Are German articles sometimes used as a pronoun? I heard someone saying this when his friend asked him with who he had gone to the supermarket.

Freund 1: Mit wem bist du zum Supermarkt gegangen?
Freund 2: Mit dem.


4 Answers 4


Generally yes, the German language has pronouns that are similar to articles. But for the given example:

German usually does not use articles as pronouns the way given in the original question, because their meaning is not clear on its own. But in colloquial German, it is sometimes used like that, if you assume the other persons sees or knows what you are talking about:


Welche Katze ist deine? Which cat is yours? (assuming: of these cats over there)


Es ist die (dort)! It's that one (over there)! (assuming: the one i'm pointing at)

  • 4
    I disagree. Substituting pronouns are used pervasively (and since demonstrative pronouns have the same forms as the definite article, this looks as if the articles were pronouns.) This has nothing whatsoever to do with colloquial usage. Reference is a fundamental feature of all languages. It's not in any way dispreferred because of unclear meaning. A text written without referring pronouns would have to repeat all of its referents each time, and would be near-unreadable. Commented Sep 8, 2016 at 7:09
  • @KilianFoth true, i was refering to the quite narrow example the OP used, and did not respect the general usage. I will edit my answer to reflect that better. Commented Sep 8, 2016 at 7:30
  • 3
    It's not colloquial German, it simply is spoken language. der,die,das are just as valid demonstrative pronouns as dieser, diese, dieses, jener,... The words are not articles in this case.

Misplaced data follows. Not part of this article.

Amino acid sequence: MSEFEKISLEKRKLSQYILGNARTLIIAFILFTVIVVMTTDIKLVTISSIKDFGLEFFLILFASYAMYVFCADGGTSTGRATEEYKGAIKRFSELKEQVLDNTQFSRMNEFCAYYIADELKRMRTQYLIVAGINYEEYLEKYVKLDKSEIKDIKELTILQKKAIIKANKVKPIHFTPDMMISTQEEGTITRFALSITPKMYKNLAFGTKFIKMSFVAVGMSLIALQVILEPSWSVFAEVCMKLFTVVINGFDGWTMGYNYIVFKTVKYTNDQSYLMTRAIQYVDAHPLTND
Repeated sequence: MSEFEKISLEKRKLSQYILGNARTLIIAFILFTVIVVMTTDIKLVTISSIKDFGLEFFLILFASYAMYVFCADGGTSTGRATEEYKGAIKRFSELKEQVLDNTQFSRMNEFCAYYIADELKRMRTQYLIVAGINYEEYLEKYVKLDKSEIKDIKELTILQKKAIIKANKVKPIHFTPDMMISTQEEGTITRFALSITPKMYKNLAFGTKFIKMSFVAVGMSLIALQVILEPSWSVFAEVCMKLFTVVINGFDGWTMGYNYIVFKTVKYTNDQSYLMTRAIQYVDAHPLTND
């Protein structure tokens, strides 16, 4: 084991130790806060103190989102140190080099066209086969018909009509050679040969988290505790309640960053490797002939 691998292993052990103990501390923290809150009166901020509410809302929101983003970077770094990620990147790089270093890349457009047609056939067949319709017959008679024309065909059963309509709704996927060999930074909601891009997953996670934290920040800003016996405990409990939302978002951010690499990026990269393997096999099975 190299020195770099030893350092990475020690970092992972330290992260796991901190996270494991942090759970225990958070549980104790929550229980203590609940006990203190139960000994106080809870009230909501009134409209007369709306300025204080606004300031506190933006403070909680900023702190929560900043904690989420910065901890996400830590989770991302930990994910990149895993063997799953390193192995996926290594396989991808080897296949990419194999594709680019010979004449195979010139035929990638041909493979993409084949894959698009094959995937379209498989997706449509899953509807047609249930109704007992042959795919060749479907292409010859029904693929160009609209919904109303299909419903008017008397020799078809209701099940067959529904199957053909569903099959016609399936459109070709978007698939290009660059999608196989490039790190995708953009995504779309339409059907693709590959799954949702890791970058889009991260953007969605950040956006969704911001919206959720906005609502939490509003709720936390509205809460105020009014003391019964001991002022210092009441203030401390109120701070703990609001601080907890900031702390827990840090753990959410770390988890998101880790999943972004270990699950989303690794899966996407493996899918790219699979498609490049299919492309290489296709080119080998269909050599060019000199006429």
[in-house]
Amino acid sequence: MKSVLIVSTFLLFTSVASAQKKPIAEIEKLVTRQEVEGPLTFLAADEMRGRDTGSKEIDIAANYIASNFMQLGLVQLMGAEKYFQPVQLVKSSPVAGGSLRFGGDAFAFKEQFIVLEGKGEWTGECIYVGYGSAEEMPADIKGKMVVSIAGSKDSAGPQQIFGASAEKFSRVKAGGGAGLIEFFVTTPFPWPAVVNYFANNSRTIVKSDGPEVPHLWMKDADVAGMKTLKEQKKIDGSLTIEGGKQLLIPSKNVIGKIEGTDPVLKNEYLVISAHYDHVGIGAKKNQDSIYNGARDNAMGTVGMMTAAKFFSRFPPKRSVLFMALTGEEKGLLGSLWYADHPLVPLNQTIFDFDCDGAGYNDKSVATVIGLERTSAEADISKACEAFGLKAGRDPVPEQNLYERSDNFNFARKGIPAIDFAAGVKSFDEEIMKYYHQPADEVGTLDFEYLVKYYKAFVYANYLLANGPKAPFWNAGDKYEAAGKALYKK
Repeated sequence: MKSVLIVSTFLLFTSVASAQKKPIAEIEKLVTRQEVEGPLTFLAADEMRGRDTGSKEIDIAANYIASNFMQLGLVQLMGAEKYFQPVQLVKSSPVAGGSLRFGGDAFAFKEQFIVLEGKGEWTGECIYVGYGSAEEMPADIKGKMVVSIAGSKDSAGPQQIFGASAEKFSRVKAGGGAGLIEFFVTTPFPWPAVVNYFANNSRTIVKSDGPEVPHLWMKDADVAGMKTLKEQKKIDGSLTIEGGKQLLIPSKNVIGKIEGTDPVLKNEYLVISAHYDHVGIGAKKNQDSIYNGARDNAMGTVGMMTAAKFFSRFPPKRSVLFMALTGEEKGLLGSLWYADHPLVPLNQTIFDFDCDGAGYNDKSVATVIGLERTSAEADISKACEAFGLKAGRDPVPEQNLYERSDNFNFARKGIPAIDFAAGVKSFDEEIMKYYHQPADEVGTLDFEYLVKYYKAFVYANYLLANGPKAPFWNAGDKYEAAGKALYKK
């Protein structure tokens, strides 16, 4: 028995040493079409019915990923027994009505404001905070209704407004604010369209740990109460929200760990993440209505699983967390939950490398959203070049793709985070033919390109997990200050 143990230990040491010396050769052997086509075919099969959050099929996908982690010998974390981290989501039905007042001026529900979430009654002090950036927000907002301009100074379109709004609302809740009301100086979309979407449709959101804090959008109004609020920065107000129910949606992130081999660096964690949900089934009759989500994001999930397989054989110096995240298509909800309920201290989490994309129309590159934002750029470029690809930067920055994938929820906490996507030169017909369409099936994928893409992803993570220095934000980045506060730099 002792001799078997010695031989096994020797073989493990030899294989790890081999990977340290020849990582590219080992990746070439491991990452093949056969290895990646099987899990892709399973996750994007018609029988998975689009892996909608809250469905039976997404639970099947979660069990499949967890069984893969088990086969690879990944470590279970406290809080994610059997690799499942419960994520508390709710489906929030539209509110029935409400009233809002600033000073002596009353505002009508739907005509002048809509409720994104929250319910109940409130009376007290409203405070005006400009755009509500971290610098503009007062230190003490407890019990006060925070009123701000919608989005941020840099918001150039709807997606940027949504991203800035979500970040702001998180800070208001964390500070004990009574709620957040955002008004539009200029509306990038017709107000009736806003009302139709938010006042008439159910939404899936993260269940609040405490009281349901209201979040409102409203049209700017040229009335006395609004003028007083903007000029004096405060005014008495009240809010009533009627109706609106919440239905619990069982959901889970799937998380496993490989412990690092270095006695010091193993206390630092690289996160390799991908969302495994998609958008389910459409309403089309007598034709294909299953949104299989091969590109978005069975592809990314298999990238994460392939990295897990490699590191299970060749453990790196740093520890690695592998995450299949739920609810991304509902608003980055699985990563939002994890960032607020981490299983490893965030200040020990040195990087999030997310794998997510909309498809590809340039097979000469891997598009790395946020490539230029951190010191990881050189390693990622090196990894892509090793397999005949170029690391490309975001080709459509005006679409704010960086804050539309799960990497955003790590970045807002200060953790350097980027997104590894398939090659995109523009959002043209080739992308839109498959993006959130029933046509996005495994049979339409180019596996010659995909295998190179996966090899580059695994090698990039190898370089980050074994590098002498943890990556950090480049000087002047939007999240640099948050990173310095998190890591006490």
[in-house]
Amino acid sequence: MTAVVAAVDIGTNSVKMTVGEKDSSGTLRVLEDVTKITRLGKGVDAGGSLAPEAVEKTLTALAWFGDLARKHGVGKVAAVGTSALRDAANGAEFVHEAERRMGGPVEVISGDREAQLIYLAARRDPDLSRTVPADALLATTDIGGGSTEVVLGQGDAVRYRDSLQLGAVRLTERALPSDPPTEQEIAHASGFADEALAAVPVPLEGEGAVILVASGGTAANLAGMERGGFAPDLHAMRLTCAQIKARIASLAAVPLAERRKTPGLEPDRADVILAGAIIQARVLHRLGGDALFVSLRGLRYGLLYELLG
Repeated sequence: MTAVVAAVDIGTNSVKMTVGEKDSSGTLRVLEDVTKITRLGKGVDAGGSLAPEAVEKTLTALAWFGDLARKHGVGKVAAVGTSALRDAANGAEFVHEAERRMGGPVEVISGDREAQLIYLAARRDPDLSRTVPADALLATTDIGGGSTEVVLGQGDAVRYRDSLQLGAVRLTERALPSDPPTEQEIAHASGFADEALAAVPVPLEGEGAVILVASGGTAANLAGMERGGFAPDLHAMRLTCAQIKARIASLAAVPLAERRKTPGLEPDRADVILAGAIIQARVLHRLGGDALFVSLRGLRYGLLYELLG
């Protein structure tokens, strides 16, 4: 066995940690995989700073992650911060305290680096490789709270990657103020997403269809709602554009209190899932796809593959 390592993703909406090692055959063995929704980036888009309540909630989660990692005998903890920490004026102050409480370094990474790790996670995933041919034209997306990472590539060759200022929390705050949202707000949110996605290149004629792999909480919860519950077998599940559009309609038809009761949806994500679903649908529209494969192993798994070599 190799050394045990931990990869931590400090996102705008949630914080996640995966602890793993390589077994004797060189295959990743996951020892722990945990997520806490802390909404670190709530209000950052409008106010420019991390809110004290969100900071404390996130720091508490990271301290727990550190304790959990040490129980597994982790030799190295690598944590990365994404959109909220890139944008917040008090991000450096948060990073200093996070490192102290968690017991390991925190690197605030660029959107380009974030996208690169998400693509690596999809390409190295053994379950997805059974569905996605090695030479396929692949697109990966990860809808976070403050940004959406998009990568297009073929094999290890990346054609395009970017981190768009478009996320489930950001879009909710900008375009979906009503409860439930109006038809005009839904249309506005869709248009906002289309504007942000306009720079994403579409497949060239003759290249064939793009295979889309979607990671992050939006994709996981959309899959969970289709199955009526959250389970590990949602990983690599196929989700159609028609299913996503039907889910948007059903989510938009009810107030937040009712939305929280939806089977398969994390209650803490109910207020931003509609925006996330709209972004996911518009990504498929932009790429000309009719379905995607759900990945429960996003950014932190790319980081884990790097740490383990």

– Chieron
    Commented Sep 8, 2016 at 8:19

Mit dem.

funktioniert nur, wenn man entweder auf den betreffenden zeigt, durch eine Kopfbewegung hinweist oder dergleichen, oder wenn zuvor von einer Person die Rede war, auf die sich das dem beziehen kann.

A: Ich kenne vier Stefans. Mein Freund ist der alte Besserwisser. 
B: Ḿit wem bist du zum Supermarkt gegangen?
A: Mit dem.


F: Welche Katze gehört Dir?
A: Hier laufen zwei Katzen rum, eine davon ist weiß. Die gehört mir.

Schwieriger wird es mit mehreren Kandidaten des gleichen Geschlechts:

Meine Freundin geht ihre Tante besuchen. Die hat keine Zähne mehr. 

Die Tante ist zahnlos, sonst hätte man sie gesagt.

Frank mag weder die Suppe, noch die Nachspeise. Diese ist versalzen, jene zu süß.

Diese bezieht sich auf das erste, jene auf das zweite.


Yes and no.

The form you have encountered is a demonstrative pronoun (Demonstrativpronomen). It has the same forms that vary by case and number as an article would, but it belongs to a different word class. Thus, it is not technically an article. But unless you check the surrounding words you cannot distinguish which type you have encountered.


The answer "mit dem Hans" is Umgangssprache/slang. Speaking slang is not encouraged, but heavily depends on the area you live in or the people that speak it. I would consider it as bad German.

  • 1
    See german.stackexchange.com/questions/3937/…
    – Robert
    Commented Sep 7, 2016 at 14:17
  • 8
    Wer ist Hans, und was hat er mit der Frage zu tun?
    – Carsten S
    Commented Sep 7, 2016 at 14:19
  • @CarstenS In the original question (uneditted version), a sentence starts like that "Mit wem hast", there may be a typo or misread? Commented Sep 8, 2016 at 8:26

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